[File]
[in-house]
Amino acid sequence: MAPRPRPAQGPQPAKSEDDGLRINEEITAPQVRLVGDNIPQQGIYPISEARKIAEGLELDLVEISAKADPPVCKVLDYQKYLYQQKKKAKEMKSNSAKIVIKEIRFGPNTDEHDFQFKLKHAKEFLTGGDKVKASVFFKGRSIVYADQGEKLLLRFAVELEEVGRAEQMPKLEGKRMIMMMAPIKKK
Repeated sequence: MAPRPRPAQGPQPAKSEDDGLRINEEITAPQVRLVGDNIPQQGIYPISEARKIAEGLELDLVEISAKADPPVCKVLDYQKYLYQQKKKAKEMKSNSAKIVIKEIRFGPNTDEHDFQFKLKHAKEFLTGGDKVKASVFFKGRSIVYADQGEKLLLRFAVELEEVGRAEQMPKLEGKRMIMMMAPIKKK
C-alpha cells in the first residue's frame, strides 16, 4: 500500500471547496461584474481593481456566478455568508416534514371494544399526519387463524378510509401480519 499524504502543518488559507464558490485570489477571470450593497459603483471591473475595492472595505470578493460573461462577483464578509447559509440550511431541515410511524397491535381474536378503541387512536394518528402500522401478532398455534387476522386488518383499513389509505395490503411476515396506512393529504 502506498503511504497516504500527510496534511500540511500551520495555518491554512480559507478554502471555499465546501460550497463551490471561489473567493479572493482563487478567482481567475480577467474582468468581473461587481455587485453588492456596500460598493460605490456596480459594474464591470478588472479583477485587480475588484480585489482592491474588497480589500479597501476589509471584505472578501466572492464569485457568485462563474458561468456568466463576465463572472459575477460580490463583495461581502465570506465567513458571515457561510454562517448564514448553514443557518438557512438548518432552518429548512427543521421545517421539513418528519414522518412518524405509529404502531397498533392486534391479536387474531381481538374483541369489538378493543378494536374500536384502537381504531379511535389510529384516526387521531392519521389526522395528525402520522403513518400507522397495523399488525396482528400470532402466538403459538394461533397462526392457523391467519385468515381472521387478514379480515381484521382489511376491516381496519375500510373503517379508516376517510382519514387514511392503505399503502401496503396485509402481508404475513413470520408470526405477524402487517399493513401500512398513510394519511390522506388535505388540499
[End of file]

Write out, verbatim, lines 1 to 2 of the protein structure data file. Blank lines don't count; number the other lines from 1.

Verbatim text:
[in-house]
Amino acid sequence: MAPRPRPAQGPQPAKSEDDGLRINEEITAPQVRLVGDNIPQQGIYPISEARKIAEGLELDLVEISAKADPPVCKVLDYQKYLYQQKKKAKEMKSNSAKIVIKEIRFGPNTDEHDFQFKLKHAKEFLTGGDKVKASVFFKGRSIVYADQGEKLLLRFAVELEEVGRAEQMPKLEGKRMIMMMAPIKKK